One thing seems to be common among all life forms as far as purpose goes, at that gives the impression to be a bit of a sense of urgency about the survival of some of the DNA in the gene pool. I checked with the more educated members of my family, and they said our gene pool needed more chlorine. I hadn’t noticed, as I generally only play in the shallow end.

    1. Van, thanks for writing and for making it so clear that this question is a plunge into the deeper than deep end where lots of possible answers ~ nice and not a bit nice ~ live within the layers.

      1. LOL, yeth! Layers! And those with weak grammar skills often confuse the layers, the lyres, the liars, and those who lie down. I’m usually somewhere between those last two layers.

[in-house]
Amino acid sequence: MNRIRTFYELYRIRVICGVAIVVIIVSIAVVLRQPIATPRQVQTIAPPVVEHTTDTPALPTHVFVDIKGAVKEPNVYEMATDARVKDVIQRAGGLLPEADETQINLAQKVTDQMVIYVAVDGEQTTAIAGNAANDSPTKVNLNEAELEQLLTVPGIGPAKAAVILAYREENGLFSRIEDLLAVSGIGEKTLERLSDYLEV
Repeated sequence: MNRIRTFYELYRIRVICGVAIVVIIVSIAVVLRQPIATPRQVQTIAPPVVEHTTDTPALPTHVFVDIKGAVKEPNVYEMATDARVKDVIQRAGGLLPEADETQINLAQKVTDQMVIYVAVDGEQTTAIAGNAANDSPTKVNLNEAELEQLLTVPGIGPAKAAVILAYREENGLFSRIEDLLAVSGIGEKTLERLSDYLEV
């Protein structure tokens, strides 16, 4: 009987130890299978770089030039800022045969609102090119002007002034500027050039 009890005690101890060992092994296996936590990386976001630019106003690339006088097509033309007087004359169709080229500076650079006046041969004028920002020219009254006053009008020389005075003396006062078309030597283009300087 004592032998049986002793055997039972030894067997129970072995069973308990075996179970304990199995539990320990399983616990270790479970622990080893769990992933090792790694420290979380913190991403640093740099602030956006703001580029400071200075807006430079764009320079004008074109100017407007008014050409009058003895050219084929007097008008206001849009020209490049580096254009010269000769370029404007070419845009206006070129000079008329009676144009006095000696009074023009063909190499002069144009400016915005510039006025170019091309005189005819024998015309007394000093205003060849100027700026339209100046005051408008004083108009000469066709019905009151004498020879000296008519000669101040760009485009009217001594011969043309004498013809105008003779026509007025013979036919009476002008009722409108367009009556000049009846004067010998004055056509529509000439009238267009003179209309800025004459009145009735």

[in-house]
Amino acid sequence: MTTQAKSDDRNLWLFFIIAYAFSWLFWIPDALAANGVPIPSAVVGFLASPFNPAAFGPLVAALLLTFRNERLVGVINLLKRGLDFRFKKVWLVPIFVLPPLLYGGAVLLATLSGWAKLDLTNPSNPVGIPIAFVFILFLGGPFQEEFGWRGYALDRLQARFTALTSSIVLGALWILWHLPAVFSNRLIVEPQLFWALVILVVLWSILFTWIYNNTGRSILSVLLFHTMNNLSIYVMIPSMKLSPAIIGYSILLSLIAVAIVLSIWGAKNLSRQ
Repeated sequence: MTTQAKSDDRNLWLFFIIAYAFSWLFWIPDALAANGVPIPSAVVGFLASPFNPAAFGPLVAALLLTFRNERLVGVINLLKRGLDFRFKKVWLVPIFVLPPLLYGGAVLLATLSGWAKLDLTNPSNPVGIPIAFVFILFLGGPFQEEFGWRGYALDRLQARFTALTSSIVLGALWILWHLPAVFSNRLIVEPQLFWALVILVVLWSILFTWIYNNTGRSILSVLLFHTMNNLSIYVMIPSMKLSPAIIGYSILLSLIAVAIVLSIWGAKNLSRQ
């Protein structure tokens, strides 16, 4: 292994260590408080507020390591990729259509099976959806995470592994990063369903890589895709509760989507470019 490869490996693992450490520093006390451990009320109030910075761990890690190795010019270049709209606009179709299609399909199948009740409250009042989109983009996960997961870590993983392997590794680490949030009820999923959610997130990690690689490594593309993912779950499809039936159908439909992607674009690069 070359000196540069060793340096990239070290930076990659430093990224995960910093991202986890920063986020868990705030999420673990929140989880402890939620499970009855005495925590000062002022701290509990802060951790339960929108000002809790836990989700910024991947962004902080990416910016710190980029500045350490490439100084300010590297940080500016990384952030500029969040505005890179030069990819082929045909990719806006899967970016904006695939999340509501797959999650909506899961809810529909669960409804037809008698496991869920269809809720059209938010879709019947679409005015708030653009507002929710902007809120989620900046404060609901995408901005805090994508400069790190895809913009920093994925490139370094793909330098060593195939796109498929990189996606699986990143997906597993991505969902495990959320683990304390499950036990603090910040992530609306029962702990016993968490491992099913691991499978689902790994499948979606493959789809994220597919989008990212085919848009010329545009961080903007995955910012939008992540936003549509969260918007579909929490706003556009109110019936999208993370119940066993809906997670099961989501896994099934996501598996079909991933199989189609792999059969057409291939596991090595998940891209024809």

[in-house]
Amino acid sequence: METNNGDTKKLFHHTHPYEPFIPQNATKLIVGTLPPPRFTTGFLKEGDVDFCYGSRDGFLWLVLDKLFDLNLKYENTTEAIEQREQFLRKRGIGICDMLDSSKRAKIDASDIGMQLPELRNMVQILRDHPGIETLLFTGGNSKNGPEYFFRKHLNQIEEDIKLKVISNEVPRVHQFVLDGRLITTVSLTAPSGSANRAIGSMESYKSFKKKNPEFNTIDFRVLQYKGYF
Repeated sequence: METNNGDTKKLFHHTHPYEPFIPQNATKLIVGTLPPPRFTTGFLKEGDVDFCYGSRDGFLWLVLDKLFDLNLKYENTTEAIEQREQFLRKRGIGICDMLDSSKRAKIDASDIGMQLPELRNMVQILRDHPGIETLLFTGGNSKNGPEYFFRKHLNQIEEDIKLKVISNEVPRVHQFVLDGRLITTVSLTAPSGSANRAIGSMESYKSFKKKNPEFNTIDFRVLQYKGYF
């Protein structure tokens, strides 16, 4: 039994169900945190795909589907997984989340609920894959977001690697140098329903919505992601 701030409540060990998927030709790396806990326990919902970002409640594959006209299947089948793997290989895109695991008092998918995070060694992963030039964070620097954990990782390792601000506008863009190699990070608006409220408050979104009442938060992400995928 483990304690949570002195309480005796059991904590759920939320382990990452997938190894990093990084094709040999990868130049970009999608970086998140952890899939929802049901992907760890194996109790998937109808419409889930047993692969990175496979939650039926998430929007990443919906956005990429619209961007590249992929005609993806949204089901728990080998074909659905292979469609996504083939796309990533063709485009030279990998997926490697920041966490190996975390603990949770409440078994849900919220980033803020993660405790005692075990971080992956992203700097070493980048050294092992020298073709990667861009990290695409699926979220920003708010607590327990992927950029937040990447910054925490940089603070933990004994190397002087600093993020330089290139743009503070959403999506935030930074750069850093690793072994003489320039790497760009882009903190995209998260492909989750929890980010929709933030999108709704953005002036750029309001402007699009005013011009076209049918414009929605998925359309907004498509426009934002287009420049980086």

1. Val, thanks for writing. I never quite expected to be living in the same sentence as the Dalai Lama!
      I found your post very interesting ~ must read more of Eckhart Tolle who is new to me.

  2. Great post! Well…I don’t get why “everyone wants to change the world”? What’s wrong with it??? War must be change in peace, other that, i don’t get why world has to be changed. Here is another powerful thought: “For if there is a sin against life, it consists perhaps not so much in despairing of life as in hoping for another life and in eluding the implacable grandeur of this life.” Albert Camus